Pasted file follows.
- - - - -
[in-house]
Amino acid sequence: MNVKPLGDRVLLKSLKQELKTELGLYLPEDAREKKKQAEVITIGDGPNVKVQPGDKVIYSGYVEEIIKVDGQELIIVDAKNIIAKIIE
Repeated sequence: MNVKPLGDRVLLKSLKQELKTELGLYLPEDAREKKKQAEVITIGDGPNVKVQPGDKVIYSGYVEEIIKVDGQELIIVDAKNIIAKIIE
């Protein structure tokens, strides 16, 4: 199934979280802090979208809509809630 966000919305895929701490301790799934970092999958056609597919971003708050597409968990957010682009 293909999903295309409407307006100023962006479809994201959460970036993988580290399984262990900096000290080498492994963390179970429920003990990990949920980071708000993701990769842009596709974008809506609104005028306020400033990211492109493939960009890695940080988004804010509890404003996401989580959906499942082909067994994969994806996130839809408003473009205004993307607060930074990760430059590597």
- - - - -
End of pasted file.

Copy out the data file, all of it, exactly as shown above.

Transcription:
[in-house]
Amino acid sequence: MNVKPLGDRVLLKSLKQELKTELGLYLPEDAREKKKQAEVITIGDGPNVKVQPGDKVIYSGYVEEIIKVDGQELIIVDAKNIIAKIIE
Repeated sequence: MNVKPLGDRVLLKSLKQELKTELGLYLPEDAREKKKQAEVITIGDGPNVKVQPGDKVIYSGYVEEIIKVDGQELIIVDAKNIIAKIIE
């Protein structure tokens, strides 16, 4: 199934979280802090979208809509809630 966000919305895929701490301790799934970092999958056609597919971003708050597409968990957010682009 293909999903295309409407307006100023962006479809994201959460970036993988580290399984262990900096000290080498492994963390179970429920003990990990949920980071708000993701990769842009596709974008809506609104005028306020400033990211492109493939960009890695940080988004804010509890404003996401989580959906499942082909067994994969994806996130839809408003473009205004993307607060930074990760430059590597």